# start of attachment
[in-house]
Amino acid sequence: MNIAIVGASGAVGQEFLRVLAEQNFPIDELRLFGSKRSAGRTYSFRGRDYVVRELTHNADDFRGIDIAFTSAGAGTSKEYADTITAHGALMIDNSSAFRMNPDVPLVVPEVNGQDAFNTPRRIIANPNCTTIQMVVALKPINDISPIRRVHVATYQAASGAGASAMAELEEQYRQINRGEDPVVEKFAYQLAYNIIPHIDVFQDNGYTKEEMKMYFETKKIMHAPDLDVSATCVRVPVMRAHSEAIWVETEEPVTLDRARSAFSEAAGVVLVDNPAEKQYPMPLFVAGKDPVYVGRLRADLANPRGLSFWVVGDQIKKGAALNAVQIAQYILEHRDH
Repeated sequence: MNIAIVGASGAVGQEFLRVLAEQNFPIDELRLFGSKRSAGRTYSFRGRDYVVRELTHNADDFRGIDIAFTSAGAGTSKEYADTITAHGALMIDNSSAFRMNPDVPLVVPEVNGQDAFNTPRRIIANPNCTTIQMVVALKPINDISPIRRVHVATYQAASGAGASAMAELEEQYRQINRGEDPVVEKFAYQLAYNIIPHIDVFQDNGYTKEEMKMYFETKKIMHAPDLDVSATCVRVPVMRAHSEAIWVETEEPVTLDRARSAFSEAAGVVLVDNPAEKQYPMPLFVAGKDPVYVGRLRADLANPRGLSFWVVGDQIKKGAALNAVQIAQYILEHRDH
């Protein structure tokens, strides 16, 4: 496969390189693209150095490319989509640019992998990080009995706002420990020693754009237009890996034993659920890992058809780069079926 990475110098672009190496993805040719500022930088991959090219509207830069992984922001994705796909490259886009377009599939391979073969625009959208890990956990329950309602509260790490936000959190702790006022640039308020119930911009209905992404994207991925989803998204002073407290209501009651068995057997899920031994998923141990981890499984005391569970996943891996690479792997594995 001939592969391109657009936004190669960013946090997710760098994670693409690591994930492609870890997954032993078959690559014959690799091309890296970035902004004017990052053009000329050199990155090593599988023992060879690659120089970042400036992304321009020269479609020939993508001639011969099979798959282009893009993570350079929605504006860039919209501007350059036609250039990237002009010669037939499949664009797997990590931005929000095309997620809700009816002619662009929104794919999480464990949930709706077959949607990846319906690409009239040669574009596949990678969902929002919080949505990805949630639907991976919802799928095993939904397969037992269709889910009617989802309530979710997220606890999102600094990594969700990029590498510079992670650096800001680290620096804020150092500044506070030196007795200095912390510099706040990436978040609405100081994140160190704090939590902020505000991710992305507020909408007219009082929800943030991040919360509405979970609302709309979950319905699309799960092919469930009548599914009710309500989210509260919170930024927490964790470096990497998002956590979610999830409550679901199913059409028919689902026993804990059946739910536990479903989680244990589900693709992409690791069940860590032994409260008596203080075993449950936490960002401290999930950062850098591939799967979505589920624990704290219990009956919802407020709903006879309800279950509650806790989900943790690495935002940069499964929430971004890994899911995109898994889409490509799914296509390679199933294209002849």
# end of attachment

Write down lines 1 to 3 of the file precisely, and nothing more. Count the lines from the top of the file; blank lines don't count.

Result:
[in-house]
Amino acid sequence: MNIAIVGASGAVGQEFLRVLAEQNFPIDELRLFGSKRSAGRTYSFRGRDYVVRELTHNADDFRGIDIAFTSAGAGTSKEYADTITAHGALMIDNSSAFRMNPDVPLVVPEVNGQDAFNTPRRIIANPNCTTIQMVVALKPINDISPIRRVHVATYQAASGAGASAMAELEEQYRQINRGEDPVVEKFAYQLAYNIIPHIDVFQDNGYTKEEMKMYFETKKIMHAPDLDVSATCVRVPVMRAHSEAIWVETEEPVTLDRARSAFSEAAGVVLVDNPAEKQYPMPLFVAGKDPVYVGRLRADLANPRGLSFWVVGDQIKKGAALNAVQIAQYILEHRDH
Repeated sequence: MNIAIVGASGAVGQEFLRVLAEQNFPIDELRLFGSKRSAGRTYSFRGRDYVVRELTHNADDFRGIDIAFTSAGAGTSKEYADTITAHGALMIDNSSAFRMNPDVPLVVPEVNGQDAFNTPRRIIANPNCTTIQMVVALKPINDISPIRRVHVATYQAASGAGASAMAELEEQYRQINRGEDPVVEKFAYQLAYNIIPHIDVFQDNGYTKEEMKMYFETKKIMHAPDLDVSATCVRVPVMRAHSEAIWVETEEPVTLDRARSAFSEAAGVVLVDNPAEKQYPMPLFVAGKDPVYVGRLRADLANPRGLSFWVVGDQIKKGAALNAVQIAQYILEHRDH